The ozone present in the stratosphere, at altitudes between 12 and 25 km, plays a natural equilibrium-maintaining role for the earth through absorption of ultraviolet (UV) radiation (240-320 nm) and absorption of infrared radiation (Dincer, 1998). A global environmental problem is the depletion of the stratospheric ozone layer, which is caused by the emissions of chlorofluorocarbons (CFCs), halons (chlorinated and brominated organic compounds), and NOx. Ozone depletion can lead to increased levels of damaging UV radiation reaching the ground, causing increased rates of skin cancer and eye damage to humans, and is harmful to many biological species. It should be noted that energy-related activities are only partially (directly or indirectly) responsible for the emissions that lead to stratospheric ozone depletion. The most significant role in ozone depletion is played by the CFCs, which are mainly used in air conditioning and refrigerating equipment as refrigerants, and NOx emissions, which are produced by the fossil fuel and biomass combustion processes, natural denitrification, and nitrogen fertilizers.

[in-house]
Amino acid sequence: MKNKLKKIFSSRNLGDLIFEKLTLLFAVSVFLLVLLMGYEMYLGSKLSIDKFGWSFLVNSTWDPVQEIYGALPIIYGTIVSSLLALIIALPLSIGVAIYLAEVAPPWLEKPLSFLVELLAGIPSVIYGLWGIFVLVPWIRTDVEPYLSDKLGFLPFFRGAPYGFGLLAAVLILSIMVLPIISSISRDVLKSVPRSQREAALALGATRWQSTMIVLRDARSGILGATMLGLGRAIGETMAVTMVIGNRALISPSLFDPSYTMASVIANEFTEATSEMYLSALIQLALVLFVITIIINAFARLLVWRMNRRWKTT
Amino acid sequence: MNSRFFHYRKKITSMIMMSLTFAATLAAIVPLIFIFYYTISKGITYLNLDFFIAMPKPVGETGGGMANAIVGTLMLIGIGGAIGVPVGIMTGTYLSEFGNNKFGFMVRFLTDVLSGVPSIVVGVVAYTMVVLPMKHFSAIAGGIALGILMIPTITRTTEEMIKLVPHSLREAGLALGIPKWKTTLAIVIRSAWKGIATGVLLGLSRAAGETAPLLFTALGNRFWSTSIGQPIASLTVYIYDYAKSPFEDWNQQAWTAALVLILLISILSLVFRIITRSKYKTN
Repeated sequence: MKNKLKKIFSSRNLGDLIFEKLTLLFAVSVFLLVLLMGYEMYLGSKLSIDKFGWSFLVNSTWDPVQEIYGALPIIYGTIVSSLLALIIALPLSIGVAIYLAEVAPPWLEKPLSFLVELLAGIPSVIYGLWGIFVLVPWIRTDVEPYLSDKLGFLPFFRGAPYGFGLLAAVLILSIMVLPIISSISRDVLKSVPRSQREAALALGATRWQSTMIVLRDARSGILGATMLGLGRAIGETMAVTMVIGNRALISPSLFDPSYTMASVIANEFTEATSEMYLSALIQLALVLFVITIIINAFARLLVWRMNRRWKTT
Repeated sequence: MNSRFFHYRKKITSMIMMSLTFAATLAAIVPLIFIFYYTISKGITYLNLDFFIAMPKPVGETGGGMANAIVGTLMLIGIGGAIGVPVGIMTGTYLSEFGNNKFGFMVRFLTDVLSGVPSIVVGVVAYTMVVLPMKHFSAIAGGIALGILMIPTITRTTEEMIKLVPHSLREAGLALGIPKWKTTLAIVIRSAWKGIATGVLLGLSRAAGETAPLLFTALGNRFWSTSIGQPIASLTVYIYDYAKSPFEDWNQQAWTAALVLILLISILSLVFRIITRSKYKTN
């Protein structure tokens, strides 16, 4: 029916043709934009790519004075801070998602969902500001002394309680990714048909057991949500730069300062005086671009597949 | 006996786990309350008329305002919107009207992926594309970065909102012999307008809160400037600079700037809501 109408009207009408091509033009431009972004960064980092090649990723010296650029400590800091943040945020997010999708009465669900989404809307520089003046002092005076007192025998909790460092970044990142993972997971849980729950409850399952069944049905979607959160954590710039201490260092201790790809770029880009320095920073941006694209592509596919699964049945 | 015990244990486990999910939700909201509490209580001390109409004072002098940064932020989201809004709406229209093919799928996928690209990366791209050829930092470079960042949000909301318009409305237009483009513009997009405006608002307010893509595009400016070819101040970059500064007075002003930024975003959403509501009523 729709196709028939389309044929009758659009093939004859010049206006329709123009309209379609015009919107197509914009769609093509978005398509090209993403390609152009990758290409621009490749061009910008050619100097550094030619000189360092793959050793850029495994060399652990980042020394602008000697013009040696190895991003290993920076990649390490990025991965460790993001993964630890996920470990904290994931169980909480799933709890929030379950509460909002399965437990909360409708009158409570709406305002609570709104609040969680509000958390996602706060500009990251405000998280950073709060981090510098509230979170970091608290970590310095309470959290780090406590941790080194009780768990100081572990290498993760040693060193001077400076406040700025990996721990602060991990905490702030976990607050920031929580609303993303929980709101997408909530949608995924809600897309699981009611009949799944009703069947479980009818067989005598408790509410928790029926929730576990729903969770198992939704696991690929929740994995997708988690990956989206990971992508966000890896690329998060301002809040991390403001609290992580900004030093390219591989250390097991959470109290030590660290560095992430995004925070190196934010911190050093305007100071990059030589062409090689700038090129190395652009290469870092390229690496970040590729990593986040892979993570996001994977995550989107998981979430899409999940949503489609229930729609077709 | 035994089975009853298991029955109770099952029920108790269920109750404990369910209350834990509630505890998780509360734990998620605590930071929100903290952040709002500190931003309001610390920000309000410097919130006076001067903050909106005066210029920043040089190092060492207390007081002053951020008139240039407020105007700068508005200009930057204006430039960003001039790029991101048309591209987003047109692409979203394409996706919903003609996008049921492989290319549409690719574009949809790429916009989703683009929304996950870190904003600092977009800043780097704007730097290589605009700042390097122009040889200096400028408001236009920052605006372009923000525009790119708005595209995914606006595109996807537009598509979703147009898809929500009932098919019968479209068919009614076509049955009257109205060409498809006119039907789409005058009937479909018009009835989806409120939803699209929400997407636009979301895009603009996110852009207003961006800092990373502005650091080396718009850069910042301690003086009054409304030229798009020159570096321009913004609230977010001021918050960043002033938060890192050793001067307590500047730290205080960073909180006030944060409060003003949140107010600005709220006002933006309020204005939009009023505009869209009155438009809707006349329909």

In 1998, the size of the ozone hole over Antarctica was 25 million km2. It was about 3 million km2 in 1993 (Worldwatch, 2007). Researchers expect the
Antarctic ozone hole to remain severe in the next 10-20 years, followed by a period of slow healing. Full recovery is predicted to occur in 2050; however, the rate of recovery is affected by the climate change (Dincer, 1999).
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